French rivers
30,26 Km
2 h 01 min
I cycle often
Paris / Chatou
Paris
Chatou
The square in front of Paris’s Notre-Dame Cathedral counts as kilometre-zero in France; it’s where the Seine à Vélo cycle route officially begins. The way first leads you peacefully north out of the capital via the Canal Saint-Martin and its iconic, trendy quarter, offering a cliché of romantic Paris, before you branch off along the Canal Saint-Denis, with its startling Street Art Avenue outdoor art. Notre-Dame’s great sister church, the Basilica-Cathedral of Saint-Denis, holds the tombs of France’s royals. The route continues to Gennevilliers, a major river port for the Ile-de-France Region (around Paris), joining the Seine and its c.10km-long Promenade Bleue, using the river’s former towpaths. The Seine-side landscapes, partly industrial, partly rustic, inspired great Impressionist artists. Pause on the Ile des Impressionnistes at Chatou, at the terrace where Renoir painted Le Déjeuner des Canotiers, or at the iconic restaurant terrace of Les Rives de la Courtille, or then at the Hameau Fournaise. This first stage ends on the border between the counties of Hauts-de-Seine and Yvelines.
49 m 28 m

The route

Along this stage, the Seine à Vélo shares the way with the Avenue Verte London-Paris cycle route. Head north from the square in front of Notre-Dame to reach the Canal Saint-Martin by riding along Boulevard Sébastopol, then Rue de Turbigo, to République. Next, cycle beside the Canal Saint-Martin north up to the Bassin de la Villette, where you branch off along the Canal Saint-Denis, the path alternating between tarmacked and concrete surfaces. Take care crossing under the bridges along the way, as the path often narrows under these, and also passing the works under way to extend the métro network to these parts. You need to dismount to cross the footbridge, the Passerelle de la Darse.

Reaching the level of Saint-Denis Station (Gare Saint-Denis), pass beneath the station to reach the island, Ile Saint-Denis, and cross to the south bank of the Seine and Quai Alfred Sisley. Take care on the bridge and crossing the tramway lines.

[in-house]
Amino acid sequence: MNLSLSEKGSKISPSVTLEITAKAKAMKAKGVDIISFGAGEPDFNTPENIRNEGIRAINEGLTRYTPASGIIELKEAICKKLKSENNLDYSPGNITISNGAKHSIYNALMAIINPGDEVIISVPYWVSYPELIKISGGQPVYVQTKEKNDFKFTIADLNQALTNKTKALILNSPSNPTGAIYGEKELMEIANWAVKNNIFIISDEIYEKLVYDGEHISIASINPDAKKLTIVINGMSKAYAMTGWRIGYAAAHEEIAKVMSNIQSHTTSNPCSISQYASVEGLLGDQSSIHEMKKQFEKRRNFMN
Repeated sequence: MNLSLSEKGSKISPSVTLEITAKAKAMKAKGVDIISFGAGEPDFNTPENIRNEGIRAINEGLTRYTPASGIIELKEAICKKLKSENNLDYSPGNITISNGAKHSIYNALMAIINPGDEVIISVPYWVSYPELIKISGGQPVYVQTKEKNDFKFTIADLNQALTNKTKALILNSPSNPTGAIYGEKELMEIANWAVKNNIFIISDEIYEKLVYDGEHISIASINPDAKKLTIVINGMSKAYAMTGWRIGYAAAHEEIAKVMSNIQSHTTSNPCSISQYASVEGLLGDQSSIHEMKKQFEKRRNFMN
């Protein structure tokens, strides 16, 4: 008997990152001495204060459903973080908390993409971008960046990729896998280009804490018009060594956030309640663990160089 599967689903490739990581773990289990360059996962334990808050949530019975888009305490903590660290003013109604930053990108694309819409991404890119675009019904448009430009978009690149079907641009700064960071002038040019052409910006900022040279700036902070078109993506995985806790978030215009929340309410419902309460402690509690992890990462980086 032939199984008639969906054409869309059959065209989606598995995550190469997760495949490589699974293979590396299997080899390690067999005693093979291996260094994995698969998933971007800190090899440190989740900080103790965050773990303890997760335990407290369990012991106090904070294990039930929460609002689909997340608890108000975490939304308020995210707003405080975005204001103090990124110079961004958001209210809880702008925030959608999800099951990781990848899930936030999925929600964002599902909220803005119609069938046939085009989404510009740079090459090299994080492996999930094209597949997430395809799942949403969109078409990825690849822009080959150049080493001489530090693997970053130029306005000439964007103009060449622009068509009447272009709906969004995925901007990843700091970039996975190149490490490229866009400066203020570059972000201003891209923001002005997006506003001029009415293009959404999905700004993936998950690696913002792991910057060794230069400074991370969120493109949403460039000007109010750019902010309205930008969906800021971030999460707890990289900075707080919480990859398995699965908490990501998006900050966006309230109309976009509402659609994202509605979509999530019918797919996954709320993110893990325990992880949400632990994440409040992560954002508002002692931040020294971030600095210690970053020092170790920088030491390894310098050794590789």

The route then runs alongside the Seine, largely on paths adapted for cyclists, plus along a few stretches of road with traffic-calming measures. The route is either on tarmac or then compacted surfaces, along the Promenade Bleue. Take care at crossroads, especially in the area around the port of Gennevilliers.

SNCF train stations & RER

  • RER A: Châtelet Les Halles; La Défense (then T2 to Parc Pierre Lagravère station), Rueil Malmaison; Chatou-Croissy
  • RER B: Plain Stade de France
  • RER C: Gennevilliers station
  • RER C: Epinay-sur-Seine station (T 11 express)
  • RER D: Stade de France Saint-Denis; (Transilien H)
  • Transilien H: Saint-Denis station (RER D) Epinay-sur-Seine/ Villetaneuse station (T 11 Express)
  • T 11 Express: Epinay-sur-Seine station (RER C); Epinay-sur-Seine / Villetaneuse station (Transilien H)
  • Metro Line 13 Porte de Paris (WE only)

Don’t miss

  • The Hameau Fournaise on the island at Chatou now known as the Ile des Impressionnistes.
    Make the most of the varied atmospheres across the Hameau Fournaise, a gem of a hamlet on the Ile des Impressionnistes at Chatou. Visit the Musée Fournaise and try its immersive experience dedicated to the painter Renoir, as well as the Fournaise family, who set up the riverside inn, or guinguette, where great artists like Renoir, Maupassant and Caillebotte enjoyed coming regularly.
    Head to the Bessières Gallery to take in contemporary art, or make for Sequana to admire the work of the passionate, fascinating restorers of traditional boats based here. Do arrive before the end of the morning so as to have lunch at the restaurant Les Rives de la Courtille or opposite the Maison Fournaise, where Renoir painted that masterpiece, Le Déjeuner des Canotiers. In the afternoon, perhaps follow the Chemin des Impressionnistes hiking path.

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